Thai game

Hot and ducky at three Arden-Arcade Thai spots

Thai Cottage
943 Howe Avenue, (916) 929-5915,

Thai Cottage’s rating:

Thai Fusion
1310 Howe Avenue, Suite D; (916) 567-1056;

Thai Fusion’s rating:

Thai Chef’s House
2851 Fulton Avenue, (916) 481-9500,

Thai Chef’s House’s rating:

One of the awesome but sometimes humbling aspects of this wonderful adventure is being asked for recommendations. A recent request is: “A good Thai place around Arden-Arcade?” Easy: Lemongrass. Mai Pham’s Munroe Street eatery is more Vietnamese than Thai, but both are morphed by her artistry into something that draws diners umpteenth year after umpteenth year.

Then comes the thought that there must be more options. Other joints that are all-Thai-all-the-time and rock profoundly hard. Without knowledge of these undiscovered potential gems, how can a fair or full recommendation be made? Duly shamed, an exploration is undertaken.

Completely arbitrarily, the universe of examination is Fair Oaks up Howe and Munroe/Fulton to Marconi. Not the totality of Arden-Arcade by any means.

No bias is harbored here for restaurants that demand ordering at the register, but in this admittedly arbitrary appraisal Thai House at Loehman’s Plaza and Lemon Grass Asian Grill and Noodle Bar on Howe Avenue are dispensed with thusly: Fresh and fulsome fare with Mai’s imprimatur elevating the latter above the former.

That leaves Thai Fusion, Thai Cottage and Thai Chef’s House.

Fusion has Thai-food-in-America lunch selections—this with cashews, that with basil, eggplant with so-and-so, pad priew warn, pra ram and pad hel. All ably match the description on the menu but never engender a something-bitchin’-this-way-comes flash from the taste buds. Not exactly rote, but certainly well south of inspired.

It’s dueling dwellings for the top spot: Thai Cottage and Thai Chef’s House. Out of the blocks, Thai Cottage, with its mustard yellow walls and warm wood statues, takes the early lead since it survives despite being paces away from Lemon Grass Noodle Bar. Perhaps it’s the Cottage’s later hours or the specialty cocktails and daily specials. Calamari this-way-and-that shows up on the special list one time, duck has the honors on another.

In the case of duck, if proffered, choose Yum Ped Yang, which is essentially Peking duck shacking up with chili paste. The duck is warm in this salad of tomatoes, cucumbers, shredded carrots, red onion and mint. The iceberg lettuce, maybe because it’s mostly water, sucks out some of the heat from the invigorating salad, which at “hot” rather than “Thai hot” still turns faces red and triggers tears. Powerful, but still pleasant. (The definition of hot differs at Thai Chef, but more on that discovery in a bit.)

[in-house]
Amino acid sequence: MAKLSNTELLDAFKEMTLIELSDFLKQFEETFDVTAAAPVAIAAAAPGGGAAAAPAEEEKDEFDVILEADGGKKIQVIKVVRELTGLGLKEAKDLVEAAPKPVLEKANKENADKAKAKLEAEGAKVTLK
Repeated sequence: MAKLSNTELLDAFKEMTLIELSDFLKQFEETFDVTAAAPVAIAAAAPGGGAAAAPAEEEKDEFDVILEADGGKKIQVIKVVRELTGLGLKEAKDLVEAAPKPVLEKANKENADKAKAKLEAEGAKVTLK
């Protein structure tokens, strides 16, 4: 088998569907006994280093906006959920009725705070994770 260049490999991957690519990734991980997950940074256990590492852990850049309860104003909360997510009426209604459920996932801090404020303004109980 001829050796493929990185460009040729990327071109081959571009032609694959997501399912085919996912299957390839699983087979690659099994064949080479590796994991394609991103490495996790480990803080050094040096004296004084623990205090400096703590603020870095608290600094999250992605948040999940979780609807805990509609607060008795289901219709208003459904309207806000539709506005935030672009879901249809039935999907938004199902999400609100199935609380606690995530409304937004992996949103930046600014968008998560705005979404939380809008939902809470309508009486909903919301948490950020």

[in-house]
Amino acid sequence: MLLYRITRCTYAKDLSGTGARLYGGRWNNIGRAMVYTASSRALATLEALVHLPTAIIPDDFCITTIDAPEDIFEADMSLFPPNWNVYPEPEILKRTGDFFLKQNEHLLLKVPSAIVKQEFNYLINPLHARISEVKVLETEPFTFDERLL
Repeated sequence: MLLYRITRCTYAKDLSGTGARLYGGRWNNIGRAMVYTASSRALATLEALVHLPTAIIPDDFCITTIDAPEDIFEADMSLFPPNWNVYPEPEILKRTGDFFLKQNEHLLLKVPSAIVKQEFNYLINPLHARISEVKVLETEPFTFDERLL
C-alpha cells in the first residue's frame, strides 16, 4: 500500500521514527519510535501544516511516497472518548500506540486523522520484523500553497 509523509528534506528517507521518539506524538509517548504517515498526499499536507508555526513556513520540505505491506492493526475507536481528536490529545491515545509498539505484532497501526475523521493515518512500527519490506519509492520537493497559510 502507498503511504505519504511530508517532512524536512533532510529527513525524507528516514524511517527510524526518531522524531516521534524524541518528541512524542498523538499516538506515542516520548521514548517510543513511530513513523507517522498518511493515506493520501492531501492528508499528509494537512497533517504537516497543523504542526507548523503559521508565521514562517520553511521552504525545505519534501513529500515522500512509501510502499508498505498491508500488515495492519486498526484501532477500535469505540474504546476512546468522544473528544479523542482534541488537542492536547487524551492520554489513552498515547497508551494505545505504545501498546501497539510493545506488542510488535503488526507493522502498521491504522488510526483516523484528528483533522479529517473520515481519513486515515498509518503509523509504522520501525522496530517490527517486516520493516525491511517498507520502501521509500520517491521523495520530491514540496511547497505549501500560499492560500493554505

Mary and Jane—could that synergy possibly be fictional?—offer skilled menu guidance and provide consistently meticulous service. The chef is happy to add more onions to the Pad Ped Pla Muah, a stir-fry of calamari in a curry broth. Rice to accompany entrees is extra. The orange dipping sauce for the spring rolls is memorable as is the potato-plentiful yellow chicken curry.

Thai Chef’s House offers the same warmth with plenty of woodwork in its long rectangular space on Fulton Avenue near Marconi. The long counter on which the register sits is below long wooden eaves that are reminiscent of a giant spirit house.

Service is instant and engaging. One of the House specials, Hor Mok Ta Lay, or a “seafood curry mousse,” gets the call. It’s a variety of seafood with egg, the server says, plus some veggies, cabbage, basil and lime leaves stewed in a red curry sauce with coconut milk. Impressive on the natural, but when it arrives bundled in a beaked and winged aluminum foil bird with a carrot stub carved into a flawless petaled rose, game over. The addictive and unique mélange hovers between sweet and sour, depending on the contents of each bite.

However, “hot” here is inferno. Stick with “medium.” Despite the bravado of barbecue duck with pickled jalapeños on a bed of cabbage and spinach and a bowl of tofu tom-ka on alter visits, unwrapping and emptying the foil fowl is the apex and gives Chef’s House the checkered flag.

But only by a half a spring roll.